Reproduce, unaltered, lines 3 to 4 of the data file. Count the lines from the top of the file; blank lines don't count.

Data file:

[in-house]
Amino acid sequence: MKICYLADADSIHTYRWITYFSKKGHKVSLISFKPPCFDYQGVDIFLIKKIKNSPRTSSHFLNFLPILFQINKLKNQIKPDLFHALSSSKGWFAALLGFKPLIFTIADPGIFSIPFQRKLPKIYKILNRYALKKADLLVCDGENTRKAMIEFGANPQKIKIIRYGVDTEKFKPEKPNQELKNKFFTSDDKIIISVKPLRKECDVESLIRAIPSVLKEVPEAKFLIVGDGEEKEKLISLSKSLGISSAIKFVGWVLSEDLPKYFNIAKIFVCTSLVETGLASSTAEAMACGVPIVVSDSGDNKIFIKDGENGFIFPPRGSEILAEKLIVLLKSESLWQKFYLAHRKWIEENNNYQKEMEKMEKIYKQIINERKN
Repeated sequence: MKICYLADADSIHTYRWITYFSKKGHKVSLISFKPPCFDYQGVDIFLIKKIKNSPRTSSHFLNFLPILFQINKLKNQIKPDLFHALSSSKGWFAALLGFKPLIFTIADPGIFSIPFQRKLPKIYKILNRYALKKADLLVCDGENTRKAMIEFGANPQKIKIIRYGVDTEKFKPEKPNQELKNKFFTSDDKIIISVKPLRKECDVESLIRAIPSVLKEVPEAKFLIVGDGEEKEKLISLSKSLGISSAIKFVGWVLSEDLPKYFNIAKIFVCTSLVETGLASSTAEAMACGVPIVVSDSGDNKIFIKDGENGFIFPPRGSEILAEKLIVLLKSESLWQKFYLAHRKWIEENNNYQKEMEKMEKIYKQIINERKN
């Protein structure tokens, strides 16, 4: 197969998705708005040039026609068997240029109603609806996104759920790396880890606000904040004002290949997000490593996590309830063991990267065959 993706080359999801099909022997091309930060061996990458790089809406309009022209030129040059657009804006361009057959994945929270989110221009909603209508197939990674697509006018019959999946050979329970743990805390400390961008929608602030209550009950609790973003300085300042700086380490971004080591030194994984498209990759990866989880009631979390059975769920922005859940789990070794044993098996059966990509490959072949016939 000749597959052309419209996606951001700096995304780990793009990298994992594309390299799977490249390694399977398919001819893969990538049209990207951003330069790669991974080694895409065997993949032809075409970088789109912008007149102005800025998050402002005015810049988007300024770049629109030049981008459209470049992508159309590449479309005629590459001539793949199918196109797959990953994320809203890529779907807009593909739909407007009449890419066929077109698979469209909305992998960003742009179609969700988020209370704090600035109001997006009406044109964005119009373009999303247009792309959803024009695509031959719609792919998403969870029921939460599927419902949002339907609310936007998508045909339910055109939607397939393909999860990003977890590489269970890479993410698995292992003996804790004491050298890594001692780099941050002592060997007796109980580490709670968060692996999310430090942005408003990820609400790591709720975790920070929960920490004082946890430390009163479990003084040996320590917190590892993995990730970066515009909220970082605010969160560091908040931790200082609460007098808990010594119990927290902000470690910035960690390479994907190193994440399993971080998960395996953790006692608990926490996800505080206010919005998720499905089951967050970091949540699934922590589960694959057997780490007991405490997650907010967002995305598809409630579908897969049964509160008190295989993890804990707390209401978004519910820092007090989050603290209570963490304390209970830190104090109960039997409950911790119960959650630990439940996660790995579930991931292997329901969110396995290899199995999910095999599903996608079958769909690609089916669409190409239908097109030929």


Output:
Repeated sequence: MKICYLADADSIHTYRWITYFSKKGHKVSLISFKPPCFDYQGVDIFLIKKIKNSPRTSSHFLNFLPILFQINKLKNQIKPDLFHALSSSKGWFAALLGFKPLIFTIADPGIFSIPFQRKLPKIYKILNRYALKKADLLVCDGENTRKAMIEFGANPQKIKIIRYGVDTEKFKPEKPNQELKNKFFTSDDKIIISVKPLRKECDVESLIRAIPSVLKEVPEAKFLIVGDGEEKEKLISLSKSLGISSAIKFVGWVLSEDLPKYFNIAKIFVCTSLVETGLASSTAEAMACGVPIVVSDSGDNKIFIKDGENGFIFPPRGSEILAEKLIVLLKSESLWQKFYLAHRKWIEENNNYQKEMEKMEKIYKQIINERKN
């Protein structure tokens, strides 16, 4: 197969998705708005040039026609068997240029109603609806996104759920790396880890606000904040004002290949997000490593996590309830063991990267065959 993706080359999801099909022997091309930060061996990458790089809406309009022209030129040059657009804006361009057959994945929270989110221009909603209508197939990674697509006018019959999946050979329970743990805390400390961008929608602030209550009950609790973003300085300042700086380490971004080591030194994984498209990759990866989880009631979390059975769920922005859940789990070794044993098996059966990509490959072949016939 000749597959052309419209996606951001700096995304780990793009990298994992594309390299799977490249390694399977398919001819893969990538049209990207951003330069790669991974080694895409065997993949032809075409970088789109912008007149102005800025998050402002005015810049988007300024770049629109030049981008459209470049992508159309590449479309005629590459001539793949199918196109797959990953994320809203890529779907807009593909739909407007009449890419066929077109698979469209909305992998960003742009179609969700988020209370704090600035109001997006009406044109964005119009373009999303247009792309959803024009695509031959719609792919998403969870029921939460599927419902949002339907609310936007998508045909339910055109939607397939393909999860990003977890590489269970890479993410698995292992003996804790004491050298890594001692780099941050002592060997007796109980580490709670968060692996999310430090942005408003990820609400790591709720975790920070929960920490004082946890430390009163479990003084040996320590917190590892993995990730970066515009909220970082605010969160560091908040931790200082609460007098808990010594119990927290902000470690910035960690390479994907190193994440399993971080998960395996953790006692608990926490996800505080206010919005998720499905089951967050970091949540699934922590589960694959057997780490007991405490997650907010967002995305598809409630579908897969049964509160008190295989993890804990707390209401978004519910820092007090989050603290209570963490304390209970830190104090109960039997409950911790119960959650630990439940996660790995579930991931292997329901969110396995290899199995999910095999599903996608079958769909690609089916669409190409239908097109030929």